From Left to Right: Barry Bonds, Willie Mays, Willie McCovey, Juan Marichal

The city by the bay has featured some of the most fearsome and legendary athletes for over 70 years. The San Francisco Giants have proved to be the team of the bay, having the most championships of any team in the area, and producing unbelievable as well as controversial players. A lot of multiple MVP winners are featured, and I will go against my normal word to only include players who have rings. The Giants never won a championship in San Francisco until 2010, so that would be somewhat unfair. Without much else to do, here are the four greatest and most legendary Giants of all time.

Barry Bonds

I am well aware of the controversy that surrounds the disputed single-season/all-time home run king. But has there ever been a player to drill both the excitement and fear that Bonds has? To the point of even walking him with the bases loaded. That stretch from ’01-’04 is almost otherworldly status, after being the best player of the nineties. He hit 209 home runs as well as posting a 1.368 on-base plus slugging. What. He also won the Most Valuable Player award and set the single-season home record in 2001 at 73. The man became a robot. The steroid allegations came after these seasons. Truth is, many players were juicing during this time, and they didn’t begin widespread testing until 2003. He is a hall of fame in my book.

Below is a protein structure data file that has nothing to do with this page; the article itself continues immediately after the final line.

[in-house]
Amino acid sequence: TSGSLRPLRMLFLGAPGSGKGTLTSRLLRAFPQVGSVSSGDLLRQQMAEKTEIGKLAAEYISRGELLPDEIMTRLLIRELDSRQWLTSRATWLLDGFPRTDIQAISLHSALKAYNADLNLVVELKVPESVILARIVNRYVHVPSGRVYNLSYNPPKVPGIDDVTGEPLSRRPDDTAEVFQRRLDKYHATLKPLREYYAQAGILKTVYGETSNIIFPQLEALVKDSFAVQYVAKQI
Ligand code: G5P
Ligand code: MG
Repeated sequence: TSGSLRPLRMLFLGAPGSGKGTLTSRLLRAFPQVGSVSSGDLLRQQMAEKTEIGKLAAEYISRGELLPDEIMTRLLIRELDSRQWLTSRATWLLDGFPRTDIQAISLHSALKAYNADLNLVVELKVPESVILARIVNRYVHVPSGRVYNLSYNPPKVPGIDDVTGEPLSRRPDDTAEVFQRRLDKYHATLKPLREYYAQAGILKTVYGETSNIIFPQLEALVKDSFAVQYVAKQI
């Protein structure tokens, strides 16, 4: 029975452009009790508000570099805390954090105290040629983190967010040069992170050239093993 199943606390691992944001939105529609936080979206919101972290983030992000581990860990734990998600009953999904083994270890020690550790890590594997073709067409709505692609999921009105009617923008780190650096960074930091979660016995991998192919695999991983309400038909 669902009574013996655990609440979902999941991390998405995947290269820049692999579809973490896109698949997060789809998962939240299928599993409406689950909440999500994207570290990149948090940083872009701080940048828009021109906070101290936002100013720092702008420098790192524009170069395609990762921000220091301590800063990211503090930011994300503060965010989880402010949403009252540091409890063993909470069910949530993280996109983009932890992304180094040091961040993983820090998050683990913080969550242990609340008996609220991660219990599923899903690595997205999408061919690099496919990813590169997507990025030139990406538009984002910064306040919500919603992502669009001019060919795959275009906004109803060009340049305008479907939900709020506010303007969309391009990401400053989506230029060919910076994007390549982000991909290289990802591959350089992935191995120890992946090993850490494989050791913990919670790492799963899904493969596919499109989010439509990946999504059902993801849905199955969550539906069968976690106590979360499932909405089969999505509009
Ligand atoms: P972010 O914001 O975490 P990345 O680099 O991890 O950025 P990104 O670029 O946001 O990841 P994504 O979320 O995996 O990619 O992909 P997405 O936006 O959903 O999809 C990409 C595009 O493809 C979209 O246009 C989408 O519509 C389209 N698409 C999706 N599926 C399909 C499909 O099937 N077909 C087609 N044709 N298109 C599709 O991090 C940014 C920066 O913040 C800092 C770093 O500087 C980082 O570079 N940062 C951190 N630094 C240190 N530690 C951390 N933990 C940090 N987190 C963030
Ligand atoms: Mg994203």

Willie Mays

The first hero of the bay is one of the greatest five tool athletes to play the game. It’s actually funny to think that Mays was Bonds’ godfather. After starting his career as a New York Giant, he brought his talents out west once his team moved. As a member of San Francisco, the Say Hey kid appeared in 14 straight all-star games. He also won the 1965 National League Most Valuable Player. In his career, Mays batted .302 with 660 home runs which is sixth all-time. No controversy so an easy Hall of Fame candidate for the baseball writers.

Willie McCovey

If you get a cove in a bay named after you you’re doing something right with your life. And Willie McCovey absolutely did. A teammate of Mays, McCovey was also one of the scariest hitters of the sixties. He and Mays formed an incredible one-two punch and nightmares for pitchers. The hall of Famer hit 521 career home runs including 469 as a member of the San Francisco Giants from 1959-1973 and again from 1977-1980. He took home MVP honors in 1969, Rookie of the year in 1959, and appeared in six all-star games. A treasure for the Giants.

Juan Marichal

Finally a pitcher on here! Marichal was the best to do it in orange and black from 1960-1975. He rode in the shadows of Koufax and Drysdale down south but was a dominant force on the mound. In his Hall of Fame Career, Marichal went 243 and 142 with a 2.84 Earned Run Average. He appeared in the all-star games a staggering ten times, forever etching his name into Giants history.

Conclusion

It’s really unfortunate to think none of these players earned rings during their tenures in baseball. They were all deserving, but regardless, not only are they the best San Francisco Giants players but some of the greatest players of all time. If you’re wondering where any New York Giants, there should be a whole other list for them alone.

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